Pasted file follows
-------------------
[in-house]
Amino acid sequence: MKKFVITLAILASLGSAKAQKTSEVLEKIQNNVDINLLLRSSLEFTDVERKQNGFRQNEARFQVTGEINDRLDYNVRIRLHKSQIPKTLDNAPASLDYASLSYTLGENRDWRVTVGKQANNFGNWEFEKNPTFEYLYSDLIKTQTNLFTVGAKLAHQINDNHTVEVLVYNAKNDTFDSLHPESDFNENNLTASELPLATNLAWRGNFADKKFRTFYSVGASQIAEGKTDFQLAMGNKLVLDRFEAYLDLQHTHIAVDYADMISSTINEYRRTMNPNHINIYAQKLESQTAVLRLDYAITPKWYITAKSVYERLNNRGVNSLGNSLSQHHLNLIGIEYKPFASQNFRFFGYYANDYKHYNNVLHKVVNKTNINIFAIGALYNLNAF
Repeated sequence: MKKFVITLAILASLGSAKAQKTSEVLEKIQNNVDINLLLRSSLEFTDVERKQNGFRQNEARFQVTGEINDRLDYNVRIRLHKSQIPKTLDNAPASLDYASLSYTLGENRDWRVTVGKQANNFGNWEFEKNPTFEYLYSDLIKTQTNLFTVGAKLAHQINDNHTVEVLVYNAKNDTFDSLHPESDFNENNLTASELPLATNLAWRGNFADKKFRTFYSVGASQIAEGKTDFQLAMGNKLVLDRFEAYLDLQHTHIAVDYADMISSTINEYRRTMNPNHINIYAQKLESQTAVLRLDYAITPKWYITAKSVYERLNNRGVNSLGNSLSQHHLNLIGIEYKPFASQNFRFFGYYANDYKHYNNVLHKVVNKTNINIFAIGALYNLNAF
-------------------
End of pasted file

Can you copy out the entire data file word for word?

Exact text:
[in-house]
Amino acid sequence: MKKFVITLAILASLGSAKAQKTSEVLEKIQNNVDINLLLRSSLEFTDVERKQNGFRQNEARFQVTGEINDRLDYNVRIRLHKSQIPKTLDNAPASLDYASLSYTLGENRDWRVTVGKQANNFGNWEFEKNPTFEYLYSDLIKTQTNLFTVGAKLAHQINDNHTVEVLVYNAKNDTFDSLHPESDFNENNLTASELPLATNLAWRGNFADKKFRTFYSVGASQIAEGKTDFQLAMGNKLVLDRFEAYLDLQHTHIAVDYADMISSTINEYRRTMNPNHINIYAQKLESQTAVLRLDYAITPKWYITAKSVYERLNNRGVNSLGNSLSQHHLNLIGIEYKPFASQNFRFFGYYANDYKHYNNVLHKVVNKTNINIFAIGALYNLNAF
Repeated sequence: MKKFVITLAILASLGSAKAQKTSEVLEKIQNNVDINLLLRSSLEFTDVERKQNGFRQNEARFQVTGEINDRLDYNVRIRLHKSQIPKTLDNAPASLDYASLSYTLGENRDWRVTVGKQANNFGNWEFEKNPTFEYLYSDLIKTQTNLFTVGAKLAHQINDNHTVEVLVYNAKNDTFDSLHPESDFNENNLTASELPLATNLAWRGNFADKKFRTFYSVGASQIAEGKTDFQLAMGNKLVLDRFEAYLDLQHTHIAVDYADMISSTINEYRRTMNPNHINIYAQKLESQTAVLRLDYAITPKWYITAKSVYERLNNRGVNSLGNSLSQHHLNLIGIEYKPFASQNFRFFGYYANDYKHYNNVLHKVVNKTNINIFAIGALYNLNAF